WHAT IS BIBLICAL CHRISTIANITY?
We are in the Lenten season heading toward Resurrection Sunday. It is a good time to remember what Christianity is about. It seems that in recent history, many have tried to redefine Christianity either to water down the scandal of the Cross or to make it more palatable to the world. Either way, the meaning of biblical Christianity has been so changed that many have stopped calling themselves Christians and now refer to themselves as Christ followers. There is nothing wrong with the term and it is very accurate, but the word Christian is a biblical term and we need to preserve it and its meaning.
The other problem is moral shame. Scandal after scandal has rocked the Christian world by men and women who practiced various kinds of immorality. Examples of such scandals are sexual immorality or deception in regarding one’s place in the world such as education or awards, or other sins like racism, exploitation of the poor or the reckless love of money. Many parasitic “preachers” have resorted to preaching a prosperity gospel that leeches the poor and make them rich. Internet theology has reduced Christianity to what has been called Moralistic Therapeutic Deism. Declining denominations fight over relatively minor things while elevating celebrity pastors and praising worldly churches. We all should be both angry and distraught because of those who seek to destroy Christianity from within.
Christianity is primarily about the redemption of sinners. Often, the message of Christ gets lost in the clutter of our modern society. Christians themselves do not understand the message. Practically speaking, many Christians have turned Christianity into magic where God can be manipulated into providing whatever we want. Prayer is like rubbing the lamp of the genie, who grants wishes. Or, for many, prayer becomes casting a spell. We think that God exists to do our bidding, to make us happy.
No wonder so many reject Christianity. Christians have forgotten our message and what God has given to us. The first and primary message is not how to be happy, how to have a good marriage, how to be successful, how to avoid death, or how to avoid problems in life. The Christian life is not primarily about being a do-gooder or a social worker or being a part of a charity organization. It is not about what most people think. The primary teaching of Jesus is how to be right with God.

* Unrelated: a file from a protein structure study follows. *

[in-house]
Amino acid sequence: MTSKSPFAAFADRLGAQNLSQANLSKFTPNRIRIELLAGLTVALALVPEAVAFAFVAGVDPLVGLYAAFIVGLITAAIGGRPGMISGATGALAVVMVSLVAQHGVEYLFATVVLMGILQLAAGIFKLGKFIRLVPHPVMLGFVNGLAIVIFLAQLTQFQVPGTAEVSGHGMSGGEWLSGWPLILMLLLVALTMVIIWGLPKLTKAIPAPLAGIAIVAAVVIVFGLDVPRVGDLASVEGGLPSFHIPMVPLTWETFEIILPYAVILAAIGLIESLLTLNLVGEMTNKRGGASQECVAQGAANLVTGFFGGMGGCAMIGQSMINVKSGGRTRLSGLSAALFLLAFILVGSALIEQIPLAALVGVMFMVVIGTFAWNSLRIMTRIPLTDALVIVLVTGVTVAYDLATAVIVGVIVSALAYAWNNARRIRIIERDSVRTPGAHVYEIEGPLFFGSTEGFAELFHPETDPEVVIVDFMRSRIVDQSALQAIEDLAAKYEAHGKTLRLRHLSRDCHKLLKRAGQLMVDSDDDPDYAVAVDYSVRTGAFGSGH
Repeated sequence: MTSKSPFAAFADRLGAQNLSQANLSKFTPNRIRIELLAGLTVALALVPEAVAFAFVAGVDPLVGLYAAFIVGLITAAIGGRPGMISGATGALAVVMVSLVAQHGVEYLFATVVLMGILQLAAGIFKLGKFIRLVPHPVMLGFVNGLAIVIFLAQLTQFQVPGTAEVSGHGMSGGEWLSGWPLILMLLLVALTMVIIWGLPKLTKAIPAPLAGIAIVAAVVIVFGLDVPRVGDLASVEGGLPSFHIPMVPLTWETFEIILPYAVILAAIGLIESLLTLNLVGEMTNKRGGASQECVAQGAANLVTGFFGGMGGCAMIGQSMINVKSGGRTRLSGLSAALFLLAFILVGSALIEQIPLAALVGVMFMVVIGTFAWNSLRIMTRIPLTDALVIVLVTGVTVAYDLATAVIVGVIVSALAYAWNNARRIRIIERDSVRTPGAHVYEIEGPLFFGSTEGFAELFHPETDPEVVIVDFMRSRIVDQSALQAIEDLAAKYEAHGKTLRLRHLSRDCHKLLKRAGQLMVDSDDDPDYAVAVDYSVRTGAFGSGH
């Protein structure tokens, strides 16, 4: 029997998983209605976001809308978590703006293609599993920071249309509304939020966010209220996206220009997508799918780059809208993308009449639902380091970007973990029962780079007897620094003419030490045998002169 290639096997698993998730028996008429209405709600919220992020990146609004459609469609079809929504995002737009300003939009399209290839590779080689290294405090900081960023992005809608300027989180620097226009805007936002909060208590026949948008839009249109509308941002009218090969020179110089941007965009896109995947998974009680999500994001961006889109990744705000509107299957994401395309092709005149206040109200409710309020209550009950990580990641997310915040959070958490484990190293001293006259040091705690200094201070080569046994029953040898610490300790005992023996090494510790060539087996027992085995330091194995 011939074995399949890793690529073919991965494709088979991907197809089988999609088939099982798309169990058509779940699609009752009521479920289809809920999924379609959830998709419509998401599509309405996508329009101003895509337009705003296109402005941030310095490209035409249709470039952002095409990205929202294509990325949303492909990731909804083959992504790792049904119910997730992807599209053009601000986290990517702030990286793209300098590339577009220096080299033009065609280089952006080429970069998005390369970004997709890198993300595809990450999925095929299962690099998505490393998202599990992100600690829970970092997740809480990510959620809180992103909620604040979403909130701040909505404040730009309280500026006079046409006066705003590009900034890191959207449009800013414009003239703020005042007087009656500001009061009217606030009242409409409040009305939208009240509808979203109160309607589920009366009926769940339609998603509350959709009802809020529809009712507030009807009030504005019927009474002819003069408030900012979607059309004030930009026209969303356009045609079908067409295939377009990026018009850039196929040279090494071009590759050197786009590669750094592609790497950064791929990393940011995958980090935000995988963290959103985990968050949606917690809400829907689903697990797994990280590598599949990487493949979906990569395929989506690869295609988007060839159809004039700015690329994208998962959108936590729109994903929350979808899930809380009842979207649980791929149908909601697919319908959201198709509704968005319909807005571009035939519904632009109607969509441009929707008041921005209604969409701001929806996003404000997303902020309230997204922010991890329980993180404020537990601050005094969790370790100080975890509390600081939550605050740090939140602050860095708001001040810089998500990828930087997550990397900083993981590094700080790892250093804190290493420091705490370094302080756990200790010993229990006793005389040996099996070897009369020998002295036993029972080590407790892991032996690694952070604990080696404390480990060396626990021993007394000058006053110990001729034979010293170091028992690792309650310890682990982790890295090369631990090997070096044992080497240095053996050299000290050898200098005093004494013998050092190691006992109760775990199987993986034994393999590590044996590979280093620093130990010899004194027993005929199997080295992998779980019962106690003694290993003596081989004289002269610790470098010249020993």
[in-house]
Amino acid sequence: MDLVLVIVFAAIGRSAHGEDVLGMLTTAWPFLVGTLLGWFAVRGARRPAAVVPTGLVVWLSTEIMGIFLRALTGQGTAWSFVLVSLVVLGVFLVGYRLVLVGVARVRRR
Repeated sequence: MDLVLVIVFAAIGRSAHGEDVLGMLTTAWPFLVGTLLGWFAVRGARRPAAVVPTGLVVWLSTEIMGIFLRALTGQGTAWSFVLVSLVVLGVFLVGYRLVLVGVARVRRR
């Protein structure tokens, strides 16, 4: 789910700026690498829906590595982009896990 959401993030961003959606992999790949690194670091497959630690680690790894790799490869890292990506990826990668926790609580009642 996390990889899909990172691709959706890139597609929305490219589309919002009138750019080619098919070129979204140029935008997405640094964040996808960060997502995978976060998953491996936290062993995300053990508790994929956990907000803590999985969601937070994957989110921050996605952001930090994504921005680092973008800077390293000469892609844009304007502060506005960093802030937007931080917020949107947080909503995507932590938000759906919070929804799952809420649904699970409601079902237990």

To understand this, we must have a realistic view of ourselves. It would help us to understand the nature of God, who is utterly separate from us. His holiness destroys us, his justice condemns us, his purity burns us, his beauty and light overwhelm us. We cannot stand before such a Being. Why would God need us?
God does not need us. He does not care how good you are because you can never be good enough. He is not impressed by your work or your education or your income or your social status. He is not interested in your looks, whether you are pretty or ugly. How bright or dumb you are does not impress him. Your strength is nothing in his sight. He could care less about how popular you are on social media. Your accomplishments are trivial. He is not counting on you to accomplish anything. What would a Sovereign, All Mighty God “need” you to do for him? We don’t have much standing before God and we have absolutely no rights. We do not have a right to expect his compassion, his interest or even a modicum of his attention.
Yet, God has chosen to love us. We are sinners eternally separated from God by our very nature. Yet God has chosen to love us with an incomprehensible love.
Because of the love of God, our status has been changed from nothingness to sons and daughters of God. I don’t know if we can ever explain why God loves us. It is beyond our understanding. Scripture never really tells us. And if we are to understand this, we need to not only understand our sorry state before him, we need to understand what the love of God has done for us. We need to know how far God would go to love us.